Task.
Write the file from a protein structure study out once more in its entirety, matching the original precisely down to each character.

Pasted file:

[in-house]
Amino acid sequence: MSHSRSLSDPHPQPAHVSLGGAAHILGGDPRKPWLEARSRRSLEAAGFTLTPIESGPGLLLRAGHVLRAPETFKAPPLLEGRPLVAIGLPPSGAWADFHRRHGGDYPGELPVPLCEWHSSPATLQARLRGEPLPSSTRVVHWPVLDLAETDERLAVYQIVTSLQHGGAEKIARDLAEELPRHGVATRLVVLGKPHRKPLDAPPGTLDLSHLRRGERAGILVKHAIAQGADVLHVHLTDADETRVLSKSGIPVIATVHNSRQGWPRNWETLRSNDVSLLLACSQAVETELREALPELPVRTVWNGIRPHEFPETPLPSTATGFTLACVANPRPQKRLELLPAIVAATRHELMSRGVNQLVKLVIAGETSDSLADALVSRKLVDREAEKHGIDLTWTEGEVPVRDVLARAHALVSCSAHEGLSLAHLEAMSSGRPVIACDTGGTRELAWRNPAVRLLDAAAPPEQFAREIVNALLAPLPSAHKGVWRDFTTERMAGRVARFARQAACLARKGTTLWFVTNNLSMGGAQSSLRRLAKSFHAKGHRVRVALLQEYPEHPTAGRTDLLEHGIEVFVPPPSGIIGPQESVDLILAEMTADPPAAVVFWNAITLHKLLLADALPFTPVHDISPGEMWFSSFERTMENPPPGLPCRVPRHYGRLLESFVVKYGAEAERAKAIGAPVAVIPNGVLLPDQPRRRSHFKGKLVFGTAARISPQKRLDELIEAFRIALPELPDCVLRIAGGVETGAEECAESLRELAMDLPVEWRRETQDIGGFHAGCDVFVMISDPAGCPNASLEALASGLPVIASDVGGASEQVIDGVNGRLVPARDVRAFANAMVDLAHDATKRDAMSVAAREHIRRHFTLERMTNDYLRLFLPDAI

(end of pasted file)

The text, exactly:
[in-house]
Amino acid sequence: MSHSRSLSDPHPQPAHVSLGGAAHILGGDPRKPWLEARSRRSLEAAGFTLTPIESGPGLLLRAGHVLRAPETFKAPPLLEGRPLVAIGLPPSGAWADFHRRHGGDYPGELPVPLCEWHSSPATLQARLRGEPLPSSTRVVHWPVLDLAETDERLAVYQIVTSLQHGGAEKIARDLAEELPRHGVATRLVVLGKPHRKPLDAPPGTLDLSHLRRGERAGILVKHAIAQGADVLHVHLTDADETRVLSKSGIPVIATVHNSRQGWPRNWETLRSNDVSLLLACSQAVETELREALPELPVRTVWNGIRPHEFPETPLPSTATGFTLACVANPRPQKRLELLPAIVAATRHELMSRGVNQLVKLVIAGETSDSLADALVSRKLVDREAEKHGIDLTWTEGEVPVRDVLARAHALVSCSAHEGLSLAHLEAMSSGRPVIACDTGGTRELAWRNPAVRLLDAAAPPEQFAREIVNALLAPLPSAHKGVWRDFTTERMAGRVARFARQAACLARKGTTLWFVTNNLSMGGAQSSLRRLAKSFHAKGHRVRVALLQEYPEHPTAGRTDLLEHGIEVFVPPPSGIIGPQESVDLILAEMTADPPAAVVFWNAITLHKLLLADALPFTPVHDISPGEMWFSSFERTMENPPPGLPCRVPRHYGRLLESFVVKYGAEAERAKAIGAPVAVIPNGVLLPDQPRRRSHFKGKLVFGTAARISPQKRLDELIEAFRIALPELPDCVLRIAGGVETGAEECAESLRELAMDLPVEWRRETQDIGGFHAGCDVFVMISDPAGCPNASLEALASGLPVIASDVGGASEQVIDGVNGRLVPARDVRAFANAMVDLAHDATKRDAMSVAAREHIRRHFTLERMTNDYLRLFLPDAI